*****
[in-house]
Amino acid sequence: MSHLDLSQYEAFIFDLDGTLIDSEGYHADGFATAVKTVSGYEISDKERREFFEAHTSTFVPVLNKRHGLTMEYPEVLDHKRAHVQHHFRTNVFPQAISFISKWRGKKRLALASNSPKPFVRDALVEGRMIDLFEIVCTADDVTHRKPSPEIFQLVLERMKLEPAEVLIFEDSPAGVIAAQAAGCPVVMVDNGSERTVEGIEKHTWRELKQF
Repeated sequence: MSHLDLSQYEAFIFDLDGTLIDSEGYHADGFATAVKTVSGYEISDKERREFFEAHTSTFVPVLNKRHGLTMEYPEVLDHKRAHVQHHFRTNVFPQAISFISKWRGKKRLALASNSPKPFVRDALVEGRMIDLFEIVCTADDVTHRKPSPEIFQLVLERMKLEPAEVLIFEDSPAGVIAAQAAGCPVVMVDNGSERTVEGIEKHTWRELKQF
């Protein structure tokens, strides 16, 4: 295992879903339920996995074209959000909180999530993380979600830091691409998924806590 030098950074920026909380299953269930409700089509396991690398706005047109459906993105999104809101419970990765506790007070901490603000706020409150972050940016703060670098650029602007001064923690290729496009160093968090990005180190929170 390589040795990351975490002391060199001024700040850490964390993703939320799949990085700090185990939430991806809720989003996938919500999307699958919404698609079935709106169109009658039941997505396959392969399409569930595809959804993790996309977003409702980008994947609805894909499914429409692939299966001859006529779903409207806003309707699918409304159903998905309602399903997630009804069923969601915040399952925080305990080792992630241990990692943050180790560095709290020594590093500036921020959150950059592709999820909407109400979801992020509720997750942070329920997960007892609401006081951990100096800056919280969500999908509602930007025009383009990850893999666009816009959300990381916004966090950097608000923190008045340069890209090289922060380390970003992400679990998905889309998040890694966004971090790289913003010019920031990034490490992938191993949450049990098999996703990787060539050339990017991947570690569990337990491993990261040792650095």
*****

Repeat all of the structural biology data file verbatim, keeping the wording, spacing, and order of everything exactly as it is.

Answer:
[in-house]
Amino acid sequence: MSHLDLSQYEAFIFDLDGTLIDSEGYHADGFATAVKTVSGYEISDKERREFFEAHTSTFVPVLNKRHGLTMEYPEVLDHKRAHVQHHFRTNVFPQAISFISKWRGKKRLALASNSPKPFVRDALVEGRMIDLFEIVCTADDVTHRKPSPEIFQLVLERMKLEPAEVLIFEDSPAGVIAAQAAGCPVVMVDNGSERTVEGIEKHTWRELKQF
Repeated sequence: MSHLDLSQYEAFIFDLDGTLIDSEGYHADGFATAVKTVSGYEISDKERREFFEAHTSTFVPVLNKRHGLTMEYPEVLDHKRAHVQHHFRTNVFPQAISFISKWRGKKRLALASNSPKPFVRDALVEGRMIDLFEIVCTADDVTHRKPSPEIFQLVLERMKLEPAEVLIFEDSPAGVIAAQAAGCPVVMVDNGSERTVEGIEKHTWRELKQF
């Protein structure tokens, strides 16, 4: 295992879903339920996995074209959000909180999530993380979600830091691409998924806590 030098950074920026909380299953269930409700089509396991690398706005047109459906993105999104809101419970990765506790007070901490603000706020409150972050940016703060670098650029602007001064923690290729496009160093968090990005180190929170 390589040795990351975490002391060199001024700040850490964390993703939320799949990085700090185990939430991806809720989003996938919500999307699958919404698609079935709106169109009658039941997505396959392969399409569930595809959804993790996309977003409702980008994947609805894909499914429409692939299966001859006529779903409207806003309707699918409304159903998905309602399903997630009804069923969601915040399952925080305990080792992630241990990692943050180790560095709290020594590093500036921020959150950059592709999820909407109400979801992020509720997750942070329920997960007892609401006081951990100096800056919280969500999908509602930007025009383009990850893999666009816009959300990381916004966090950097608000923190008045340069890209090289922060380390970003992400679990998905889309998040890694966004971090790289913003010019920031990034490490992938191993949450049990098999996703990787060539050339990017991947570690569990337990491993990261040792650095």